The fairways themselves are excellent, the greens are quite large, and the bunkers have been well crafted.
Although the coastline is not visible from the course, the sound of crashing waves, is testament that you are located within metres of the adjacent beach.
Within this idyllic golf course location, exists a vast assortment of trees including Norfolk pines, cocos palms, gums, paperbarks, and bamboo.
The local wildlife includes kangaroos, koalas, and a very rare white magpie, which was born on the course in 2009, which we spotted on the 17th hole, during our recent visit.
The signature hole at Port is probably the picturesque par-three seventh hole, measuring 166 metres.
A tropical scenery guards the right side of the hole, while in the foreground exists two dams, one with a water spout feature.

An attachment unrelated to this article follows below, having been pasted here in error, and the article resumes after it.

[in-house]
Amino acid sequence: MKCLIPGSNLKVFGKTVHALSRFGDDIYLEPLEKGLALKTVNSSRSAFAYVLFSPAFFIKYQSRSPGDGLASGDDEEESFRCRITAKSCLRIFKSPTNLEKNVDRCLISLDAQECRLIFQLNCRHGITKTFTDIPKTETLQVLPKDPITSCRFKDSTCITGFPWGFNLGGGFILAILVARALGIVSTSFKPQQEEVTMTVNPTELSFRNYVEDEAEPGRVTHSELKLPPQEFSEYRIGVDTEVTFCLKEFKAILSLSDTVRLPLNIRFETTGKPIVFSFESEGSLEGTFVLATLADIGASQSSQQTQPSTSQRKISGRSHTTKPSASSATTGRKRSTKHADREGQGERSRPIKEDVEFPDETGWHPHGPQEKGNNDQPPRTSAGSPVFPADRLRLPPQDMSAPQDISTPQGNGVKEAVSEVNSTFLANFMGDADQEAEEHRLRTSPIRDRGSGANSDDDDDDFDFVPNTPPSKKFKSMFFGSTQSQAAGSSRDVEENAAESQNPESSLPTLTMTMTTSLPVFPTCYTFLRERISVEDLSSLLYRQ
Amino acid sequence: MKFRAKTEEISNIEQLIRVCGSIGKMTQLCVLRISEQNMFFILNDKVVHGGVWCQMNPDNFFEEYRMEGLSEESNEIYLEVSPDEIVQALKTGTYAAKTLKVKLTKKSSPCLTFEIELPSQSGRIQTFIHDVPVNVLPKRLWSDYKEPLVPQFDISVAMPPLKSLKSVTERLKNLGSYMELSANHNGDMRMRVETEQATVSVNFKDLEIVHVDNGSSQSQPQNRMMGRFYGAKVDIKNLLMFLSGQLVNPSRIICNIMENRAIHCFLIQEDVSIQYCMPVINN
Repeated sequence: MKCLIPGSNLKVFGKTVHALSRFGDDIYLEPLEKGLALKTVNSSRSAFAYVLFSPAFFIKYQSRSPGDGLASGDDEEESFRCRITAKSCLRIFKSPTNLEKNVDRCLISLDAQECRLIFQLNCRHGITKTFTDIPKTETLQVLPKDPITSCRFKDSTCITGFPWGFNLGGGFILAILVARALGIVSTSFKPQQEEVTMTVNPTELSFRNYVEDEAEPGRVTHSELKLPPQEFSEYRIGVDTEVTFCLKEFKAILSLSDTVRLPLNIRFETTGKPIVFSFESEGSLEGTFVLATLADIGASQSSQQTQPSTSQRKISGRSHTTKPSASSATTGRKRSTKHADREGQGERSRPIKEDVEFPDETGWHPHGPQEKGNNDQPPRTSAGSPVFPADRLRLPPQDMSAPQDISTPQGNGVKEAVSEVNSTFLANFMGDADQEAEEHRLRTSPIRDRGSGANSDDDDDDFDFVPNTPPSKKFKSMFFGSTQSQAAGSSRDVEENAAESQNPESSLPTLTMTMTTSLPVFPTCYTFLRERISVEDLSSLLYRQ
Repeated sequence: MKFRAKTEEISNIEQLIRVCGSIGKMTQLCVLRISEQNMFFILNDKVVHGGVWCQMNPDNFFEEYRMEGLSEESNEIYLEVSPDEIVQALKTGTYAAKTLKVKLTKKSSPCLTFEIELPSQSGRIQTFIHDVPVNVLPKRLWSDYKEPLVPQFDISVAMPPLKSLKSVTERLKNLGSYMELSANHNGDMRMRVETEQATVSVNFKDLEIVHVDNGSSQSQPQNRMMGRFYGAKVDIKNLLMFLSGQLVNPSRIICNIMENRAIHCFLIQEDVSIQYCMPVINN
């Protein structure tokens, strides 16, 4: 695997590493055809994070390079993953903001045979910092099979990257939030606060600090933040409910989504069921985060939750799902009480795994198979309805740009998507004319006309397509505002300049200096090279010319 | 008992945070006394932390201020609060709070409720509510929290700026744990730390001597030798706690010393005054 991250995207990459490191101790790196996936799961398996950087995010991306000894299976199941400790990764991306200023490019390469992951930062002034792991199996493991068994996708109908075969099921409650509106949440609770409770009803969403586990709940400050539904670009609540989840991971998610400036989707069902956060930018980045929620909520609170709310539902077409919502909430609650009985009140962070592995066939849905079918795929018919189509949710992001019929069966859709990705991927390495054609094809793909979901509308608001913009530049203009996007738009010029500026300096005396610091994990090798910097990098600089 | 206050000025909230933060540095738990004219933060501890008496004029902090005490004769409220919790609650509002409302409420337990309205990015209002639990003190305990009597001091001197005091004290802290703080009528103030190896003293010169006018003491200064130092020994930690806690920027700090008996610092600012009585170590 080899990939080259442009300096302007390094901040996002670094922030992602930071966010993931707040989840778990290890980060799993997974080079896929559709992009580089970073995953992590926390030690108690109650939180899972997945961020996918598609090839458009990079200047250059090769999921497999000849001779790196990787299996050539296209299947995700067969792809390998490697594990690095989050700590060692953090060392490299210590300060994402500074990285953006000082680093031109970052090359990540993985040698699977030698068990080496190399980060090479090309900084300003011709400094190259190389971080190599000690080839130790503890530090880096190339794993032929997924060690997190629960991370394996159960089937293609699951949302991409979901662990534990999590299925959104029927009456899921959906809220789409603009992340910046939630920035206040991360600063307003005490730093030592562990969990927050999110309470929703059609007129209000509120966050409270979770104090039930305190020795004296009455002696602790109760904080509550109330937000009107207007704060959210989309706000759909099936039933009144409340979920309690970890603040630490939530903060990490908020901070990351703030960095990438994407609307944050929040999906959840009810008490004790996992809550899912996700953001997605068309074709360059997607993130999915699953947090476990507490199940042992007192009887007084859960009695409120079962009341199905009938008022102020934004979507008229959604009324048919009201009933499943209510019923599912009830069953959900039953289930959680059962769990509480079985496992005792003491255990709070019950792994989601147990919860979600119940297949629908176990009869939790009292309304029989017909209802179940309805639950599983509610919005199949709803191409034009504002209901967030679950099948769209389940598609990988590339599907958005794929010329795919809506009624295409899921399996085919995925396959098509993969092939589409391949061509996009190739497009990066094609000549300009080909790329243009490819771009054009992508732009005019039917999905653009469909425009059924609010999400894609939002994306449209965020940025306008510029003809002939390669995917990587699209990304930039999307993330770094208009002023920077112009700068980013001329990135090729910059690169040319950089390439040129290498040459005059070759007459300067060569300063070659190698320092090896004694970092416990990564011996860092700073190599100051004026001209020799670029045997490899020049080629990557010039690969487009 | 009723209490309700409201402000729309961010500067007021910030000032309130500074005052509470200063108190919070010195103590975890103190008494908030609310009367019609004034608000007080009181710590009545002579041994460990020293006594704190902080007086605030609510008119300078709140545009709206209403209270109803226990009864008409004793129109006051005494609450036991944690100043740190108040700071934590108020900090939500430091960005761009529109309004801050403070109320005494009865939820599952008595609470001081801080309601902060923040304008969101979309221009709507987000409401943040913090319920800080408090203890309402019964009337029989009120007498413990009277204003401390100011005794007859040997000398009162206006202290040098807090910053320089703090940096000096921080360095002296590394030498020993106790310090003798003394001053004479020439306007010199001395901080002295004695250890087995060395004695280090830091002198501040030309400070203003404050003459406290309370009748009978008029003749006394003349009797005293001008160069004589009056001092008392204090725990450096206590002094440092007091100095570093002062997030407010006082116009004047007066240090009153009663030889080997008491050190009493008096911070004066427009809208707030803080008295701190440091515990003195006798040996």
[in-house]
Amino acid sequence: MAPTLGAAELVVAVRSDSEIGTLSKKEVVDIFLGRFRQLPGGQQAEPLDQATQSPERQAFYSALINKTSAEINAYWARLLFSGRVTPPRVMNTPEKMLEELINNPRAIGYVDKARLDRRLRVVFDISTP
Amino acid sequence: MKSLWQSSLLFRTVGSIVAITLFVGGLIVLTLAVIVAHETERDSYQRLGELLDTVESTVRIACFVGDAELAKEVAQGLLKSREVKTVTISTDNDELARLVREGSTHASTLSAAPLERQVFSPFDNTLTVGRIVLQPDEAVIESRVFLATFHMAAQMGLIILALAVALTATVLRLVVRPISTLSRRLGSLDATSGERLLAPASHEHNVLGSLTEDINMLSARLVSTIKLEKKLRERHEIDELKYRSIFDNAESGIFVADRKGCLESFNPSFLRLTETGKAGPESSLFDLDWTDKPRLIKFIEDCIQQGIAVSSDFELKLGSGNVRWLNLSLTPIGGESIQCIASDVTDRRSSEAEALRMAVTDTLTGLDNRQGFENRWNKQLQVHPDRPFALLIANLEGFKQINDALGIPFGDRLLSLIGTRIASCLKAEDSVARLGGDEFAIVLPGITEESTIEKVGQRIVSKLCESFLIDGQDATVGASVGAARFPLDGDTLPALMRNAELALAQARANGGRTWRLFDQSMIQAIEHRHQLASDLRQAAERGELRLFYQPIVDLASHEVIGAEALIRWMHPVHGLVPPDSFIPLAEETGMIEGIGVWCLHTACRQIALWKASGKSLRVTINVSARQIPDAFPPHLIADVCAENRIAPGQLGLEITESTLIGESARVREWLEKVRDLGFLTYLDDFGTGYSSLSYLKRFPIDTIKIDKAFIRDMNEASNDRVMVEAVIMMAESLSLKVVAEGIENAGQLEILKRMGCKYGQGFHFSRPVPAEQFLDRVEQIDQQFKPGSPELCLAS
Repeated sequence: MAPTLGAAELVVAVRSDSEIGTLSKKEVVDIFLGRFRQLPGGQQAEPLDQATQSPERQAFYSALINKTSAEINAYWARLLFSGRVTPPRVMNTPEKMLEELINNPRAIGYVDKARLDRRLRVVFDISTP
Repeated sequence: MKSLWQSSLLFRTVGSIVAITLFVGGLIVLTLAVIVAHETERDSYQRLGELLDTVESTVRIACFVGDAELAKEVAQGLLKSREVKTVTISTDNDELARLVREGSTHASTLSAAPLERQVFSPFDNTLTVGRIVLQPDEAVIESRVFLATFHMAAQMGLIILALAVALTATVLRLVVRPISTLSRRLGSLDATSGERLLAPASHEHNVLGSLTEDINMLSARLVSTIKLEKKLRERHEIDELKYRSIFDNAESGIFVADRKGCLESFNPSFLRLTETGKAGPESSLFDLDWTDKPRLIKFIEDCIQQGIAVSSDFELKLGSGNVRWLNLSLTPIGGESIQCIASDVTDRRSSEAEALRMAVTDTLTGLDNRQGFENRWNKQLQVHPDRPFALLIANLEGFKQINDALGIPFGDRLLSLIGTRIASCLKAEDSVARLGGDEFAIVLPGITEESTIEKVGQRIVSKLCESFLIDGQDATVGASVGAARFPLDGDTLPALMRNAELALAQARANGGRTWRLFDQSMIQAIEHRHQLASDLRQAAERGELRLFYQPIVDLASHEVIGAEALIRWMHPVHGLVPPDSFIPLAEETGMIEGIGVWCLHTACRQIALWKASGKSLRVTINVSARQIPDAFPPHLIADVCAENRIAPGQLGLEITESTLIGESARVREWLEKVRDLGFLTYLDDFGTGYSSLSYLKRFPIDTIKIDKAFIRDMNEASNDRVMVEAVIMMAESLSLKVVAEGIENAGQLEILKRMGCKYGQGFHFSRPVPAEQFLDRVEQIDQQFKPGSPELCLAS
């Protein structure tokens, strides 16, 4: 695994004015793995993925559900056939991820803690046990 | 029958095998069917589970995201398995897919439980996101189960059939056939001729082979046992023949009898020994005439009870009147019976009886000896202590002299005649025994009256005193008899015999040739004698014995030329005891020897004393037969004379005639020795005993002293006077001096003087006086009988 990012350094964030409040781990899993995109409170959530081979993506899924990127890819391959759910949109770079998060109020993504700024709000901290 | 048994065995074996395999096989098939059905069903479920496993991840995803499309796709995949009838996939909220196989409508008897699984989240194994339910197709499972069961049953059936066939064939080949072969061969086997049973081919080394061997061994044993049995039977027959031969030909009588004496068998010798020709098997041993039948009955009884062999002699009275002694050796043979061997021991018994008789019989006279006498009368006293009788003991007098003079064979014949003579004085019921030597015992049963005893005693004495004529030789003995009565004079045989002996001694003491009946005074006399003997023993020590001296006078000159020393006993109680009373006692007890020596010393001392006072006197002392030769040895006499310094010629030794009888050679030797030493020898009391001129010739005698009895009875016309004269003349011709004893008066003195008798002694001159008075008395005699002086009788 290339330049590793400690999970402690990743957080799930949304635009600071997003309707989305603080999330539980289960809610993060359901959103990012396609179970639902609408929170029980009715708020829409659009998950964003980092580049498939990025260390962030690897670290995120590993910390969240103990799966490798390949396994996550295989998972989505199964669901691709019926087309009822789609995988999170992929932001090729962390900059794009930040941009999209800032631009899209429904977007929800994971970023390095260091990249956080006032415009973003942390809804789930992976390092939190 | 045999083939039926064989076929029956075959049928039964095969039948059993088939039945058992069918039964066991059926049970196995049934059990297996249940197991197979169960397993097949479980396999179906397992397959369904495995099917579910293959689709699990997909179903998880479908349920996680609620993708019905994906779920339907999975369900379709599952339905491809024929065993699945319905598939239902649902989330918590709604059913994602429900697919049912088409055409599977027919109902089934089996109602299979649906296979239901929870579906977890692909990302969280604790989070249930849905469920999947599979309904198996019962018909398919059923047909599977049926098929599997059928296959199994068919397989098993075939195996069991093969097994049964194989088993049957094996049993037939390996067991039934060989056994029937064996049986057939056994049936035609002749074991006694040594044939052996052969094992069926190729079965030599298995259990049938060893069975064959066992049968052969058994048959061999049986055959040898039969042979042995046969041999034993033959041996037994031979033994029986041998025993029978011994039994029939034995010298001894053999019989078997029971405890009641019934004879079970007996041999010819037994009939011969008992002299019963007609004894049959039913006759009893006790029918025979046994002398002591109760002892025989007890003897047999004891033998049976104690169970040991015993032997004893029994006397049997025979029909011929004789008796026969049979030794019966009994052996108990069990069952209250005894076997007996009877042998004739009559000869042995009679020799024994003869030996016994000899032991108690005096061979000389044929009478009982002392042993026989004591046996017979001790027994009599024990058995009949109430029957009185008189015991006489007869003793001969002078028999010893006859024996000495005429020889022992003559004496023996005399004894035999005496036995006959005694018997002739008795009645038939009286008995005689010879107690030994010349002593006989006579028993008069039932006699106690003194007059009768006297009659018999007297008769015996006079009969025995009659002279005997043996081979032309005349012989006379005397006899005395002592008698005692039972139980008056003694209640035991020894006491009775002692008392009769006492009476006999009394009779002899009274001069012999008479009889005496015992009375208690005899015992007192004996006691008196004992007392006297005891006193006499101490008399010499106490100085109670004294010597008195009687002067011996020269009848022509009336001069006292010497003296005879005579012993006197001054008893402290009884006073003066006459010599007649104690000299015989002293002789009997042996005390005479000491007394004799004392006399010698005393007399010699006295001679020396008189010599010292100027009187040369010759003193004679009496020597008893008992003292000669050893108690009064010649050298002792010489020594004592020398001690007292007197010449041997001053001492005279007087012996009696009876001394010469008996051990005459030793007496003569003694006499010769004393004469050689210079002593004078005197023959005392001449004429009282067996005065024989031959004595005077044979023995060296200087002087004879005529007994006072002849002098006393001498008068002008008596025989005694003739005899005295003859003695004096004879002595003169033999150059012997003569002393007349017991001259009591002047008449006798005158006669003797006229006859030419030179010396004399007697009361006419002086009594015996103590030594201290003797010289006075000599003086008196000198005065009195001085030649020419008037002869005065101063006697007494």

The green is long and narrow, slopes back to front, and was redesigned in the early 1970s, not by professional consultants, but a group of the club’s low markers.
The other celebrated hole on the course is the par-five ninth, measuring 504 metres.
This well-designed, dogleg hole, features clumps of bamboo on the right of the hole, (first planted in 1883), designed to trouble any player who attempts, ” to bite off more than they can chew”, in attempting to reach the green which sits in front of the clubhouse.